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Dzibilchaltun -- Mexico

Dzibilchaltun, Mexico

Click for full size Image
GeoEye's IKONOS satellite took this image of Dzibilchaltun on
February 17, 2001.
Photo credit: GeoEye

The highlight of Dzibilchaltun, or "Place of Stone Writing," is watching the equinox sunrise through a door of the Temple of Seven Dolls. The Mayan city, first built in 300 BC, was occupied when Spaniards discovered the city.

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Easter Island -- Chile

Easter Island,

Easter Island
Click for full size Image
GeoEye's IKONOS satellite took this image of eastern Easter Island on December 6, 2003.
Photo credit: GeoEye

Called the Navel of the World, Easter Island is home to over a half-dozen volcanoes and more than 880 statues called moai (pronounced mo-eye). Ranging from just a few feet to more than 30 feet tall, the enigmatic statues weigh up to 150 tons. They were hewn from volcanic material from quarries on the slopes of the Rano Raraku volcano sometime after 300 AD. While nearly all of the moai face toward the interior of the island, seven moai at Aku Akivi, not shown in the image, face towards the ocean and a point on the horizon where the sun sets during the equinox. Explorer, Captain James Cook gave the island its modern name in 1774.

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Machu Picchu -- Peru

Machu Picchu,

Machu Picchu
Click for full size Image
GeoEye's IKONOS satellite took this image of Machu Picchu on September 8, 2003.
Photo credit: GeoEye

One of the most famous Incan cities in the world, sun alignments are found throughout Machu Picchu. Many features, including the Sacred Plaza, The Temple of Three Windows and The Intihuatana platform, align with the summer solstice azimuth of 65-245 degrees. Scientists believe these alignments were primary considerations in the construction of the shrines. A shaft of light, shining through an east-facing window, reportedly illuminates The Torreon, or Temple of the Sun, during the summer solstice. The city was built between 1460 and 1470 AD at an altitude of 8,000 feet.

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Mayapan -- Mexico


Click for full size Image
GeoEye's IKONOS satellite took this image of Mayapan on
September 19, 2001.
Photo credit: GeoEye

Mayapan, reaching its zenith around 1200 AD, represents one of the largest assemblages of Mayan ruins in the Yucatan and is one of the few walled Mayan cities. The largest pyramid is the Castle of Kukulkan, made as a smaller replica of the Castle of Chichen Itza. Mayapan also is home to many circular buildings, or observatories. The Mayas astronomical knowledge helped them predict the exact time of solar and planetary events and aided in the creation of precise calendars.

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Stonehenge — United Kingdom

United Kingdom

Click for full size Image
GeoEye's IKONOS satellite took this image of Stonehenge on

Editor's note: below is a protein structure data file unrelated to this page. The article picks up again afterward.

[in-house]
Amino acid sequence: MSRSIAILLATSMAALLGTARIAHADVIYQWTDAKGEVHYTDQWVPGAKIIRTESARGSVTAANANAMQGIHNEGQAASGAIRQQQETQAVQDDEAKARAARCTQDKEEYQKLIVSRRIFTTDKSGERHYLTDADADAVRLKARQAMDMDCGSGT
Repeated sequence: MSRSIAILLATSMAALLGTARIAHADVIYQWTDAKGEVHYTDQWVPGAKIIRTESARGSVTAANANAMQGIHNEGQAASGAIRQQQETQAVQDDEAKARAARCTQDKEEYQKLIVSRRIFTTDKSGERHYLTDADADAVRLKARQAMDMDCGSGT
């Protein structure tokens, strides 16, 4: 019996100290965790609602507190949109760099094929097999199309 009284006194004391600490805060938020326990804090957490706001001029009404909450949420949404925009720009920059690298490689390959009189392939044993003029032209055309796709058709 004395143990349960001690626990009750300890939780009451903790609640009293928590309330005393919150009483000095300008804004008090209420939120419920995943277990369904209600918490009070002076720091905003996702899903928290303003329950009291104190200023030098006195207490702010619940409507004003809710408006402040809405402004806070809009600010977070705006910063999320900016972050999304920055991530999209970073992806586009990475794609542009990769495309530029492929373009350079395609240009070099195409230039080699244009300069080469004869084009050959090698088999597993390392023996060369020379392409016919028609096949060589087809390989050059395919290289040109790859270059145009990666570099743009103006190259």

March 27, 2002.
Photo credit: GeoEye

Possibly the world's most recognized ancient observatory, Stonehenge's ring of stones was built more than 5000 years ago on a wind-swept hill near Salisbury, United Kingdom. Recent theories support construction in about 2000 BC by a late Neolithic people known as the Beakers. Their addition to the project included adding a double ring of stones inside the original earthen henge. More than 80 "bluestones," some weighing up to four tons, were transported several hundred miles from quarries in Wales. Controversy surrounds some of the possible stellar alignments at Stonehenge, but on the longest day of the year, the summer solstice, the rising sun does appear behind the "Heel Stone." As the sun rises, the shadow cast by the Heel Stone creeps up the length of rock and into the heart of the five interior "sarsen" pillar stones.

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Teotihuacan — Mexico


Click for full size Image
GeoEye's IKONOS satellite took this image of Teotihuacan on
October 12, 2001.
Photo credit: GeoEye

Rising 20 stories above the central Mexican highlands, the pyramids of Teotihuacan (pronounced tay-oh-tee-wah-con) were central to Toltec learning and culture. The city, about the size of ancient Athens and Rome, was abandoned about 1500 years ago. Using an advanced understanding of mathematics, geometry and astronomy, the Toltecs built the largest pyramid, "The Pyramid of the Sun," with an alignment to coincide with the two days (May 19th and July 25th) when the sun would be directly over the top of the pyramid at noon. This would also create an alignment to the east toward the rising sun and to the west for the setting sun. This pyramid has a base only 10 feet shorter on each side than the Great Pyramid of Cheops in Egypt.

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Uxmal — Mexico


Click for full size Image
GeoEye's IKONOS satellite took this image of Uxmal on August 8, 2002. Photo credit: GeoEye

Founded in about 500 AD, Uxmal (pronounced "oosh-mahl") was the most powerful site in western Yucatan. Many of the buildings rely simply on well-cut stones with no mortar. Astronomical alignments at Uxmal surround the planet Venus. The orientation of the long Palace of the Governor acts as a sighting with other buildings at Uxmal pointing to the southernmost rise location of Venus, which occurs once every eight years.

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PART 2: Satellite Images of the New Seven Wonders of the World >>


The Ancient Observatories: